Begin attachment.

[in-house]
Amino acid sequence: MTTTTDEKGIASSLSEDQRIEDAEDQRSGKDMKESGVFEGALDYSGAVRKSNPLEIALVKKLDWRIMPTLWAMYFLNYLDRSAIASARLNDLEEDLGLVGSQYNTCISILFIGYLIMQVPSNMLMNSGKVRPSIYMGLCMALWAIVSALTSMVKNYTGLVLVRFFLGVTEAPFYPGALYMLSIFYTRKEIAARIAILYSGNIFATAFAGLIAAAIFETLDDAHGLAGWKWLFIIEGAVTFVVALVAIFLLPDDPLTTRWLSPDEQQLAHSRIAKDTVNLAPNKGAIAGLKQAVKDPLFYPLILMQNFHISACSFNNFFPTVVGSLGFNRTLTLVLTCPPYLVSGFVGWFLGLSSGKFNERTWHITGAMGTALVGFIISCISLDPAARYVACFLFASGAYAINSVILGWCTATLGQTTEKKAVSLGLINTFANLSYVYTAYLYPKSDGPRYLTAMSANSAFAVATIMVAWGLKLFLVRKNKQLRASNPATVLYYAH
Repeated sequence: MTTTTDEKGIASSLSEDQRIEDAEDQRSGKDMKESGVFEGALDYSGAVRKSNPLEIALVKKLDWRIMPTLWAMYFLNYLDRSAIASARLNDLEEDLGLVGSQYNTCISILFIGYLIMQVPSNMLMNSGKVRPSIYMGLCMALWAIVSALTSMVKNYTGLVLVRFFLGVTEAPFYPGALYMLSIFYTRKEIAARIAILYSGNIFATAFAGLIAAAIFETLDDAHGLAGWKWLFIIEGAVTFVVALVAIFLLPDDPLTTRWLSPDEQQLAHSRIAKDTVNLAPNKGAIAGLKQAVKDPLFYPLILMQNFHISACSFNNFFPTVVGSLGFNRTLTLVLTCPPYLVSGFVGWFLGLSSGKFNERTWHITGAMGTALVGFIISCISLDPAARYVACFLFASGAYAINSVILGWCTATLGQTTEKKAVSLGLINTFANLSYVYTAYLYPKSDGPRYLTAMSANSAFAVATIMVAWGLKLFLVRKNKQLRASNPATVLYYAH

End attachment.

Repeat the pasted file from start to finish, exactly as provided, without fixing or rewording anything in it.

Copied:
[in-house]
Amino acid sequence: MTTTTDEKGIASSLSEDQRIEDAEDQRSGKDMKESGVFEGALDYSGAVRKSNPLEIALVKKLDWRIMPTLWAMYFLNYLDRSAIASARLNDLEEDLGLVGSQYNTCISILFIGYLIMQVPSNMLMNSGKVRPSIYMGLCMALWAIVSALTSMVKNYTGLVLVRFFLGVTEAPFYPGALYMLSIFYTRKEIAARIAILYSGNIFATAFAGLIAAAIFETLDDAHGLAGWKWLFIIEGAVTFVVALVAIFLLPDDPLTTRWLSPDEQQLAHSRIAKDTVNLAPNKGAIAGLKQAVKDPLFYPLILMQNFHISACSFNNFFPTVVGSLGFNRTLTLVLTCPPYLVSGFVGWFLGLSSGKFNERTWHITGAMGTALVGFIISCISLDPAARYVACFLFASGAYAINSVILGWCTATLGQTTEKKAVSLGLINTFANLSYVYTAYLYPKSDGPRYLTAMSANSAFAVATIMVAWGLKLFLVRKNKQLRASNPATVLYYAH
Repeated sequence: MTTTTDEKGIASSLSEDQRIEDAEDQRSGKDMKESGVFEGALDYSGAVRKSNPLEIALVKKLDWRIMPTLWAMYFLNYLDRSAIASARLNDLEEDLGLVGSQYNTCISILFIGYLIMQVPSNMLMNSGKVRPSIYMGLCMALWAIVSALTSMVKNYTGLVLVRFFLGVTEAPFYPGALYMLSIFYTRKEIAARIAILYSGNIFATAFAGLIAAAIFETLDDAHGLAGWKWLFIIEGAVTFVVALVAIFLLPDDPLTTRWLSPDEQQLAHSRIAKDTVNLAPNKGAIAGLKQAVKDPLFYPLILMQNFHISACSFNNFFPTVVGSLGFNRTLTLVLTCPPYLVSGFVGWFLGLSSGKFNERTWHITGAMGTALVGFIISCISLDPAARYVACFLFASGAYAINSVILGWCTATLGQTTEKKAVSLGLINTFANLSYVYTAYLYPKSDGPRYLTAMSANSAFAVATIMVAWGLKLFLVRKNKQLRASNPATVLYYAH